HOME & HILL

Spring Picnic | for the love of the south

Tennessee. This is a lovely state in which I’m grateful to call my home. I’m enjoying discovering sweet family farms that sell fresh eggs, with their only advertising being a hand painted sign leaning at the front of their fence. Farmers markets with some of the most passionate farmers tending to their stands, making sure you choose the best possible produce for your weekend meals, and the whispers of the South’s history being sung in the graveyards and historic battlefields. I’m educating myself in tobacco-scented sorghum, golden benne seeds and wild emerald green ramps.

Thyme & Garlic Infused Fried Chicken | for the love of the south

It’s no secret that I’ve been enraptured by Tennessee’s seasonal displays of autumn and winter, but as I pass the gently green rolling hills of Franklin, white petals blow in the wind like gently falling snow. I begin to realize this is easily my favorite season yet. Lovely dogwoods and cherry blossoms reveal their beautiful blooms, enticing us for a picnic so we can revel in nature’s spring splendor.

Homemade Potato Chips | for the love of the south

So in preparation of a lovely spring picnic, I decide to create a menu of thyme and garlic infused fried chicken, gently bathed in buttermilk and cayenne pepper, paired with crisp homemade potato chips and a wonderful sweet delight of floral elderflower marshmallows.

Elderflower Marshmallows | for the love of the south

I pack all the picnic treats in a vintage wooden basket. Nestled paper bags filled with chips, silver bento boxes of marshmallows, and a lovely milk glass dish of fried chicken line the basket. Packing up anything, especially food, reminds me to take a piece of home with me wherever I am going, or in this case, my kitchen. As I pull out my everyday flatware, white flour sack dishtowels, silver Laguiole knives, and Mason jars filled with lemon slices among the green grass and blushing blossoms, I am reminded of my sweet home on a hill in Tennessee.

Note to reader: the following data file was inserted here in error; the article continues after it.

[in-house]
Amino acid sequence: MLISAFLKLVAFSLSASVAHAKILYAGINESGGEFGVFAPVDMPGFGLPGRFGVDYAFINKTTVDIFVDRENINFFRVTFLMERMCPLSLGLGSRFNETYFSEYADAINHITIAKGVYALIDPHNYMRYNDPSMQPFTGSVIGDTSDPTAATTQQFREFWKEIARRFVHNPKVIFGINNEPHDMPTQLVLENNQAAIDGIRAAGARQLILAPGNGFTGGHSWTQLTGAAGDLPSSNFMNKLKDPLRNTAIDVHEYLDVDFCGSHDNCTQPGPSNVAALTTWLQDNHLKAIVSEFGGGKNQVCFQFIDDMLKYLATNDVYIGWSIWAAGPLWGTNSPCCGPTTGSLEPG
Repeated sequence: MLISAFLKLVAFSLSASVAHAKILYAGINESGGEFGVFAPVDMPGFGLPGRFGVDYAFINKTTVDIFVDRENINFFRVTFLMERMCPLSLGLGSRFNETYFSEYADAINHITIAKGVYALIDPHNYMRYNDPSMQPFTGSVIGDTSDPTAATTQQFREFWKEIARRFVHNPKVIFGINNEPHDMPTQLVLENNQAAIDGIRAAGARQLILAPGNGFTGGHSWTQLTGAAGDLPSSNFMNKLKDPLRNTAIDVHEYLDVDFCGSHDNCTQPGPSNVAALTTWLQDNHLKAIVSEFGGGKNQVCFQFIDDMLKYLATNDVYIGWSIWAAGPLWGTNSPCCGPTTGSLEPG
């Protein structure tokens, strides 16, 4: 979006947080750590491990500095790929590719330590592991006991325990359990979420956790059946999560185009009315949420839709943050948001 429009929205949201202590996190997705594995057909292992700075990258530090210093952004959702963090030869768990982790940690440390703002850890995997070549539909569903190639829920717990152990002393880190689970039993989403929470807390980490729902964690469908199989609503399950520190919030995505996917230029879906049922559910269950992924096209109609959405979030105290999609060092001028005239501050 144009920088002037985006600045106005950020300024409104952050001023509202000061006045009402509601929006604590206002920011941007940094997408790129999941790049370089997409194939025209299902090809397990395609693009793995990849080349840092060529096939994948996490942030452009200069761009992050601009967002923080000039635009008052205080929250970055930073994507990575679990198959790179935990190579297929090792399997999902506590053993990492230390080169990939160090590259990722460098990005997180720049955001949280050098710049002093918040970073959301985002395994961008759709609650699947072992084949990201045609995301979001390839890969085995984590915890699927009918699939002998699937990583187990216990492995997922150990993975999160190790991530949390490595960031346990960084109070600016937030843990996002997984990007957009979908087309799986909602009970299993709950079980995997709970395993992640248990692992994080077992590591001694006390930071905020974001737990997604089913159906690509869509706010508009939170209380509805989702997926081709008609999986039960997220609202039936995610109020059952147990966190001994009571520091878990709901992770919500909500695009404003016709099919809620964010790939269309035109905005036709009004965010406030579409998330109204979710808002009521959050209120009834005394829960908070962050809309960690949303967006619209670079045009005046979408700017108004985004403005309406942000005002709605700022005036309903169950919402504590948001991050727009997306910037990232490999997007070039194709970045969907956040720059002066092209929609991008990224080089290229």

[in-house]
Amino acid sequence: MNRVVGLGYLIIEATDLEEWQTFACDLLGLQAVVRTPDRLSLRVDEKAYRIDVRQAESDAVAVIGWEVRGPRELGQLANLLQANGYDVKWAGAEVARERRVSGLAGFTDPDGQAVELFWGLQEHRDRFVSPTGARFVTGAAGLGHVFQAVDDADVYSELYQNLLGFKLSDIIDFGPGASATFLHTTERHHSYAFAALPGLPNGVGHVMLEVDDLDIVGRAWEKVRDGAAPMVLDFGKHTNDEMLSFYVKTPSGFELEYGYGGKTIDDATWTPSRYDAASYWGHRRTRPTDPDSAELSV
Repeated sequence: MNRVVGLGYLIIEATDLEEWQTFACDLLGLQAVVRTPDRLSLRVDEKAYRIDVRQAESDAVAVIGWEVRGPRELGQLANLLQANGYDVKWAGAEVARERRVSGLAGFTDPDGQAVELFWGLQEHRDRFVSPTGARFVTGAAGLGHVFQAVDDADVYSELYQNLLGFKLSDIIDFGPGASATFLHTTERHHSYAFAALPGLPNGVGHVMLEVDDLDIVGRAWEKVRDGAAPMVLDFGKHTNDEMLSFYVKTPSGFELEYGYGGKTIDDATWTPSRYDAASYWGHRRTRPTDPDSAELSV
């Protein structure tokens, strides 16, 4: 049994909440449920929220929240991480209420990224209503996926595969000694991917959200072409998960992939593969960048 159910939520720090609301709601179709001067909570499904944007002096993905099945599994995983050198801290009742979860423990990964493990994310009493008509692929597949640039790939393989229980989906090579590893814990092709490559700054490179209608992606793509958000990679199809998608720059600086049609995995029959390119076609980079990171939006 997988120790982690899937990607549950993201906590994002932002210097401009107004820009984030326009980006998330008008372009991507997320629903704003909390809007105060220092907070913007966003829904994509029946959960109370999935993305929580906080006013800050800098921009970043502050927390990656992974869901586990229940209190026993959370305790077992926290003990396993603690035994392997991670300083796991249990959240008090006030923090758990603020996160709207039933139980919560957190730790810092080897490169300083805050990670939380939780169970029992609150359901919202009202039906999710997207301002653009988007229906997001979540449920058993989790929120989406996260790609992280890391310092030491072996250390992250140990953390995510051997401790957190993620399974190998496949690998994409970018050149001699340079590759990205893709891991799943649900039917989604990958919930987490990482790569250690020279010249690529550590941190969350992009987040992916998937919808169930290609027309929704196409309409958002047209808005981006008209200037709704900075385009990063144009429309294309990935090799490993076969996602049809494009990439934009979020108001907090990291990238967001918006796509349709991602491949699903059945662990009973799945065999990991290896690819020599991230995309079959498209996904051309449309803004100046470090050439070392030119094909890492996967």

Spring Picnic | for the love of the south

I am grateful to be able to contribute to the lovely quarterly, Home & Hill, which is dedicated to people who love this state as much as I do. You can find these recipes exclusively in Home & Hill Issue No. 3. You can order the magazine here!

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THE HUNT

Crème Fraîche Deviled Eggs | for the love of the south

As Easter service concluded, a parade of bright hats, pastel suits and white patent leather shoes raced out of church. I remember all the little girls dressed in floral dresses with such realistic flower prints that seemed to attract and confuse bees. Fidgety little boys donned their itchy baby blue seersucker suits and had uncharacteristically slicked back their hair. All of us were in a hurry for the same reason. We were on our way to The Hunt. We arrived prepared with baskets in hand. My basket was white with bright yellow plastic “grass” hanging over the sides. I decorated the wide, plastic handle with pastel eggs, baby chickens, and teeny bunny decals with little stickers spelling out, “Happy Easter.” (I was very proud of my decorating skills.)

Crème Fraîche Deviled Eggs | for the love of the south